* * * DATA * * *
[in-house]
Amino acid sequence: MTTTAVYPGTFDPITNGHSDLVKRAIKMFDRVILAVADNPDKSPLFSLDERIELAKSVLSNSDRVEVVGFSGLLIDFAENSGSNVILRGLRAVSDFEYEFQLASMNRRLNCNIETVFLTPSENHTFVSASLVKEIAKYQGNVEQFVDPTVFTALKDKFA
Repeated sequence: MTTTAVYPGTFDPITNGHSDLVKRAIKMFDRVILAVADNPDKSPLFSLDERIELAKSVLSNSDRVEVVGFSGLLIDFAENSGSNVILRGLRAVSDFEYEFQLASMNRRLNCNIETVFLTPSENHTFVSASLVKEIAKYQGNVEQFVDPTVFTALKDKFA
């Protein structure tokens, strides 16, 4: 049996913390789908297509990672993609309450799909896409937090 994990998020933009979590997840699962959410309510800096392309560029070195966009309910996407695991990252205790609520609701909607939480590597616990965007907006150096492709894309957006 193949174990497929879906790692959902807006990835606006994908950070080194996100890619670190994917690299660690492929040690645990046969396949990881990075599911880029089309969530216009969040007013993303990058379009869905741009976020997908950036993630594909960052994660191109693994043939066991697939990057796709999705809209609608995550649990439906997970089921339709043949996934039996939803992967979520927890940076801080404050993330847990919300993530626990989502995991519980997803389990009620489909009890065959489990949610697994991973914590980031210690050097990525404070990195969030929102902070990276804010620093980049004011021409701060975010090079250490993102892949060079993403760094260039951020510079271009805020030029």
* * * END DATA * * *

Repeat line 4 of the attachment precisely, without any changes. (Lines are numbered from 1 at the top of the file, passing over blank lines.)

């Protein structure tokens, strides 16, 4: 049996913390789908297509990672993609309450799909896409937090 994990998020933009979590997840699962959410309510800096392309560029070195966009309910996407695991990252205790609520609701909607939480590597616990965007907006150096492709894309957006 193949174990497929879906790692959902807006990835606006994908950070080194996100890619670190994917690299660690492929040690645990046969396949990881990075599911880029089309969530216009969040007013993303990058379009869905741009976020997908950036993630594909960052994660191109693994043939066991697939990057796709999705809209609608995550649990439906997970089921339709043949996934039996939803992967979520927890940076801080404050993330847990919300993530626990989502995991519980997803389990009620489909009890065959489990949610697994991973914590980031210690050097990525404070990195969030929102902070990276804010620093980049004011021409701060975010090079250490993102892949060079993403760094260039951020510079271009805020030029």